June 20, 2024
Ishan Thapa, senior music major and film and media minor

Enrollment shows decline of international students on campus

The topic of current U.S. relations with other countries and how they are impacting incoming international students can be a bit of a hot-button issue.

Looking closer at the population of international students on campus is one piece of the puzzle, and doing so can offer some insight on this issue.

According to Jennifer Adams, the director of international education, the university’s records show that there were 72 international students enrolled at the university in the fall of 2018. 

Of those 72 students, 10 were on OPT — optional practical training — meaning they were no longer registered at the university but were spending a year in the U.S. after graduating to work in their field of study.

This is down from the 82 international students who were enrolled at the university in the fall of 2017. Four of these students were on OPT.

Going back further, the trend becomes more steady, with a decrease of around 10 or so international students each subsequent year — 2015: 103 students, five on OPT; 2016: 94 students, seven on OPT; 2017: 82 students, four on OPT; and 2018: 72 students, 10 on OPT.

These numbers, however, are only reflective of students who are on a non-immigrant visa, and they do not include students who were born in the U.S. but grew up in another country, even though they may consider themselves international students.

Adams believes the decline can be attributed to a combination of current culture and a lack of initiative on the university’s part.

“I think the climate in the United States is not as hospitable ,” Adams said. “But I think the other reason is that … we haven’t been doing a lot of outward recruiting of international students.”

Adams went on to say that the admissions office will be doing an active recruiting trip later this month.

“We’ll see whether that makes a change,” Adams said. “We hope that it will.”

Despite the trend of international student decline at the university, it seems the national trend actually shows a growing number of international students coming to the U.S.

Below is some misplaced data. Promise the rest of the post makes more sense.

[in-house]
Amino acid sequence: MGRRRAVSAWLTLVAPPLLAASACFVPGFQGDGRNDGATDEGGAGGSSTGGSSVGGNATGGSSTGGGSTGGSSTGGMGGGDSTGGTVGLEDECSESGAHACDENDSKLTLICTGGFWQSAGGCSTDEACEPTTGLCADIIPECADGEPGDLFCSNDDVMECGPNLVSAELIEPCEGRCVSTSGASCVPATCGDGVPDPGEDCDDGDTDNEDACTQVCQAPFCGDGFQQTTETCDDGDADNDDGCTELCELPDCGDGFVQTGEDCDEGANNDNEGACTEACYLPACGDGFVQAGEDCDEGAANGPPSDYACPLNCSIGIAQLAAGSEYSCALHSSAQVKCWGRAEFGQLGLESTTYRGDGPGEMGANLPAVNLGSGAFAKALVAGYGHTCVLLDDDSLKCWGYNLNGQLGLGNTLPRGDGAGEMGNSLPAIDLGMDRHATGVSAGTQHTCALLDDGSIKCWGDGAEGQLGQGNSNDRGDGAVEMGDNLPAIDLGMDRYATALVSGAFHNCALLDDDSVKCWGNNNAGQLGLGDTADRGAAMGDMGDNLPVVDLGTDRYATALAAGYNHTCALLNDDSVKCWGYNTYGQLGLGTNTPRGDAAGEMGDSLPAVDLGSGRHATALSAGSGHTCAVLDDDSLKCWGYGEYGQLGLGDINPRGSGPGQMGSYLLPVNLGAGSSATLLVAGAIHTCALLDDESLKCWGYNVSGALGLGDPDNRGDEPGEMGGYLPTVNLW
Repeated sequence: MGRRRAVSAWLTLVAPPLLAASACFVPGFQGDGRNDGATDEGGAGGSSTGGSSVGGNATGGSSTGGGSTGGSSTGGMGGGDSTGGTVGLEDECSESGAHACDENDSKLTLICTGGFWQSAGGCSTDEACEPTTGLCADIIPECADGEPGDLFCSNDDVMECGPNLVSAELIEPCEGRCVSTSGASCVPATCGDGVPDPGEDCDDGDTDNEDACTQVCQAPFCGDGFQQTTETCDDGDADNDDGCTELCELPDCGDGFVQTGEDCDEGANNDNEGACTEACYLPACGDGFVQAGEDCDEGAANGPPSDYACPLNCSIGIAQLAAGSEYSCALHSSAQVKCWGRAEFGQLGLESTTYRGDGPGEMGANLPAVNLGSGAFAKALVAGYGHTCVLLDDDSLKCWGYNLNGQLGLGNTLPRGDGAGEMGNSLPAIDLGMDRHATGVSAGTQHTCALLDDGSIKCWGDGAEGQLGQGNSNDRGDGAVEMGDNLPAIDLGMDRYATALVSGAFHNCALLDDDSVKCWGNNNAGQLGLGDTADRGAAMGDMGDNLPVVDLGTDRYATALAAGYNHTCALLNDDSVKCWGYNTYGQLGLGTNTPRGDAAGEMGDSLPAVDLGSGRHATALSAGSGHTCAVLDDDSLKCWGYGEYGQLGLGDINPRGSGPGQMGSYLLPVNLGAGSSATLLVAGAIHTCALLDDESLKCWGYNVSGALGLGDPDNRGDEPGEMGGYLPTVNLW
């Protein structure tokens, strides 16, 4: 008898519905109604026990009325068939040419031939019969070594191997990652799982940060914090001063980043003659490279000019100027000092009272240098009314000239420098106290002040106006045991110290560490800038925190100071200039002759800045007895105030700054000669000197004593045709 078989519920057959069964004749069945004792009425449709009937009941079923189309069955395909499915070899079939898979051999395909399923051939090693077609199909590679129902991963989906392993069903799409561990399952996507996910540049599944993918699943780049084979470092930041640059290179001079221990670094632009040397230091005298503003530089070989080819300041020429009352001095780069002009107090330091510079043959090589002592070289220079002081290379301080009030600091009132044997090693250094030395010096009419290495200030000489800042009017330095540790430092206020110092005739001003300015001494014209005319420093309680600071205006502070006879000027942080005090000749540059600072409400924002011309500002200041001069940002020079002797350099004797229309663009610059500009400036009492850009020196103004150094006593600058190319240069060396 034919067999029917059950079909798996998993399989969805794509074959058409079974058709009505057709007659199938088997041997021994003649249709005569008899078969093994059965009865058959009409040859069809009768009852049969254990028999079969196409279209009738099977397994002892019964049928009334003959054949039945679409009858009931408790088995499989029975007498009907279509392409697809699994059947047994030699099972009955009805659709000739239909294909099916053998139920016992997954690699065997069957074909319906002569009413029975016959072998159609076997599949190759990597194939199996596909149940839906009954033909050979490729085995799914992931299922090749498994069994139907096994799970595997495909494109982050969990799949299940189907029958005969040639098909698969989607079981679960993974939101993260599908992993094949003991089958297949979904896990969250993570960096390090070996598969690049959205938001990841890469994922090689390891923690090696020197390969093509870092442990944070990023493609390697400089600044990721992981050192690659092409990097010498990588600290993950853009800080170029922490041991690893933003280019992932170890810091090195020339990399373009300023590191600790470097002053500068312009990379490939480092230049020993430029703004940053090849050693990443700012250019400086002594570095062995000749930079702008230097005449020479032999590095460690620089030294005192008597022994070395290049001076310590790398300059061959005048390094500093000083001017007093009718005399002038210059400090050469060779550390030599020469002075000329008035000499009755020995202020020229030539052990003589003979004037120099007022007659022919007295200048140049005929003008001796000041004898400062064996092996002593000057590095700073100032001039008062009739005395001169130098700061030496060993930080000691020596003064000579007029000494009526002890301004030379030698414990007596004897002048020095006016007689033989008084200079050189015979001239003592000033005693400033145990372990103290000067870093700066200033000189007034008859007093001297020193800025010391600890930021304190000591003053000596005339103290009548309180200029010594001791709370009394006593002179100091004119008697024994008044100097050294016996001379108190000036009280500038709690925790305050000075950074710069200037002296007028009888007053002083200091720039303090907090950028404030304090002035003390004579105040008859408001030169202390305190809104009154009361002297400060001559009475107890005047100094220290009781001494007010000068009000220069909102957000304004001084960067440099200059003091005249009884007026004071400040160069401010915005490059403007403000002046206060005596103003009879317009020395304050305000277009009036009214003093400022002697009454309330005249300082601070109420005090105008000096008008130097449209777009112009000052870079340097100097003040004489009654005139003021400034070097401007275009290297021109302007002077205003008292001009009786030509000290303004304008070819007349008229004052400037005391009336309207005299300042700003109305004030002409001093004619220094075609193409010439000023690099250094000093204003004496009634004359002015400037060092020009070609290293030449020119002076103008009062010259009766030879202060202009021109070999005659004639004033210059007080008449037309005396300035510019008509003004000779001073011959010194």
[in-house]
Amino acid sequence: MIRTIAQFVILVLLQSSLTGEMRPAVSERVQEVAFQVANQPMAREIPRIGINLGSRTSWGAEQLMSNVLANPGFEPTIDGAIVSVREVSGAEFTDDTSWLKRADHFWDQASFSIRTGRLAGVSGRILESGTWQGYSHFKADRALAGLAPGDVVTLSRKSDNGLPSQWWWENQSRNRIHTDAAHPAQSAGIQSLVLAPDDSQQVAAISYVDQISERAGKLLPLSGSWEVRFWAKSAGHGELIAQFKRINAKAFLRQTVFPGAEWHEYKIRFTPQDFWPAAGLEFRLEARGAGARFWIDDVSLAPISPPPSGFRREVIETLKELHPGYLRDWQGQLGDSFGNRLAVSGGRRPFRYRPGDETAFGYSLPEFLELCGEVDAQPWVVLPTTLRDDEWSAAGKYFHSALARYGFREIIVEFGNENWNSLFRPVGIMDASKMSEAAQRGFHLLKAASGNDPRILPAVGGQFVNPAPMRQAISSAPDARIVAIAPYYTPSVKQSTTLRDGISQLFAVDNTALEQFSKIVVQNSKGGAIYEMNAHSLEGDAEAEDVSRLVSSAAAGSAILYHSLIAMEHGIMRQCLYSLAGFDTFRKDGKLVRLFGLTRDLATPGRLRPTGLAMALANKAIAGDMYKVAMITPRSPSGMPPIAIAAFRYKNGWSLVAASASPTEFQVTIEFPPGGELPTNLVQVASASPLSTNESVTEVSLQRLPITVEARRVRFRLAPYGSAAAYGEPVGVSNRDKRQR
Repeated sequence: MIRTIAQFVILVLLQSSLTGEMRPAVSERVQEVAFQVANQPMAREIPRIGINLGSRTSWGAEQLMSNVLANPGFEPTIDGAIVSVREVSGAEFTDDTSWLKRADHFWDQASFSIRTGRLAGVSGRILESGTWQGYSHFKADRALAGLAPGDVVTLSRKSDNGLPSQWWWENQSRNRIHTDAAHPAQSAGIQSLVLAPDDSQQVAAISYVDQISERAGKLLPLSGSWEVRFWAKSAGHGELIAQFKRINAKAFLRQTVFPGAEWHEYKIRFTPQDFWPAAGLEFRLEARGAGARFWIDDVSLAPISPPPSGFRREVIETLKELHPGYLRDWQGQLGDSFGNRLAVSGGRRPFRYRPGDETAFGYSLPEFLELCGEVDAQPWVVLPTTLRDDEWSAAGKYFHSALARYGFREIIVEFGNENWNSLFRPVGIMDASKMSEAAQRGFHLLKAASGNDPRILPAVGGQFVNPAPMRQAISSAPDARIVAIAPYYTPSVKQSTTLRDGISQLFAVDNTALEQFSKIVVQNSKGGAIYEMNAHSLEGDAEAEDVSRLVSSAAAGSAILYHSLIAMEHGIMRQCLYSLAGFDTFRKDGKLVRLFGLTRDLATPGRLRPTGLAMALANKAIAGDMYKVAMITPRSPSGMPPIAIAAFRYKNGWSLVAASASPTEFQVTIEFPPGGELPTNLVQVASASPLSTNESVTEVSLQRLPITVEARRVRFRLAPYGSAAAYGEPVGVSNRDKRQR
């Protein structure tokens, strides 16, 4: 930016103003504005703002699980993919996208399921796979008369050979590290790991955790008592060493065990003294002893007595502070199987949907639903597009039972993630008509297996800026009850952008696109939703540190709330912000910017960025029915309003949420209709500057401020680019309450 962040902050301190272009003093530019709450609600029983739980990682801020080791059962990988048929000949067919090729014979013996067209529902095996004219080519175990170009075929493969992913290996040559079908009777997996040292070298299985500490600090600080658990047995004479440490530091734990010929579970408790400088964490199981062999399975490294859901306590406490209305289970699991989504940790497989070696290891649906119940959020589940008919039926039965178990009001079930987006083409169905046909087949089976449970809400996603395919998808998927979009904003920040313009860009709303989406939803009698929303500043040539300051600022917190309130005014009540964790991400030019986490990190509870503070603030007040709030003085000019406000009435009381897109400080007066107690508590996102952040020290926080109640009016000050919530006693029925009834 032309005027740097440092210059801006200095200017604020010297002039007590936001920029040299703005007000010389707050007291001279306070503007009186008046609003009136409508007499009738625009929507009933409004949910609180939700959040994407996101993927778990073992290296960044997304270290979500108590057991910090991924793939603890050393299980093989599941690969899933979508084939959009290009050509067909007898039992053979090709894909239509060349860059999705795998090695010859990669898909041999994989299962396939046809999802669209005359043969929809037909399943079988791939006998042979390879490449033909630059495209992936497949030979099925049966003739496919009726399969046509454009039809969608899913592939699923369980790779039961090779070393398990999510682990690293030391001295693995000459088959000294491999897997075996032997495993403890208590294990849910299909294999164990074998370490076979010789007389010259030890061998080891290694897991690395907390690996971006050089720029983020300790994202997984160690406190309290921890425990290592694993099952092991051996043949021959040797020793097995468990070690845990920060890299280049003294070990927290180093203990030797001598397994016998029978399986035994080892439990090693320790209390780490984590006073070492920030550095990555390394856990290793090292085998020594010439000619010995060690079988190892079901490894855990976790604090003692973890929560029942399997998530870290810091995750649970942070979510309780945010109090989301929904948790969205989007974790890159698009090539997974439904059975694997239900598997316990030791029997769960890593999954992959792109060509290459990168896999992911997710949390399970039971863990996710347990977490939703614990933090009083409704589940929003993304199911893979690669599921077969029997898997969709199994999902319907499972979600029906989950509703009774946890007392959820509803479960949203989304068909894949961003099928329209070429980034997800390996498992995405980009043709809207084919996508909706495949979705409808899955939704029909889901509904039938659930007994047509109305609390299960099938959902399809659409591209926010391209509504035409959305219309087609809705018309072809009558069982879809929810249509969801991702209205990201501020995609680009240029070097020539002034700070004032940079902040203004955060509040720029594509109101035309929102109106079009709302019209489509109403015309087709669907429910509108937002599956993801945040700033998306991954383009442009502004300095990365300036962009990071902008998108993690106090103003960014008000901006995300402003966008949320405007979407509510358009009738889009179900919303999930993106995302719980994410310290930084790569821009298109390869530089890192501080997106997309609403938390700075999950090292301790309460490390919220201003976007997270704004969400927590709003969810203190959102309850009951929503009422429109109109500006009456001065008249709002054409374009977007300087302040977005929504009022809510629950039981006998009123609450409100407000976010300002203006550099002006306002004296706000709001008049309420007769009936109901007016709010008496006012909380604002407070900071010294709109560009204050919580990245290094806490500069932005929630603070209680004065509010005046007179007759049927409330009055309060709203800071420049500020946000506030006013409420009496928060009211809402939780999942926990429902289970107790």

According to NAFSA, or the National Association for Foreign Student Affairs, based on international student enrollment information provided by Open Doors, there has been a steady growth of at least 20,000 international students per year since 2007.

Even on campus, there are still international students who want to study in America.

Ishan Thapa, a senior music major and film and media minor, came to the university from Brunei.

Ishan Thapa, senior music major and film and media minor
Thapa is from Brunei, a small island in southeast Asia.

“For me, what cemented my decision to come to Capital was seeing all the course [options] for the piano program,” Thapa said. “Especially in terms of music, there’s a lot more opportunities in the U.S. than there are in Southeast Asia, so I would definitely love to be able to get a job in the U.S.”

Similarly, sophomore criminology major Heba Fathala said her decision to come to the U.S. was an easy decision to make.

While Fathala’s family lived in the U.S. before moving to the Middle East, she grew up and attended high school overseas and considers herself an international student.

“When it came [time] to apply for colleges, my dad was like ‘I really like the Columbus area, so check out some schools there,’” Fathala said. “[Capital’s admissions office] helped me through everything, answered any questions I had. Then I took the online tour, and I was pretty much sold then. I was like, ‘This place looks awesome. The people are so nice; they’re really helping me out.’”


  • Mandy Harris

    Mandy is a student reporter with the Chimes and a senior professional writing major. She enjoys sci-fi and fantasy films and novels, and is currently writing her own sci-fi novel.

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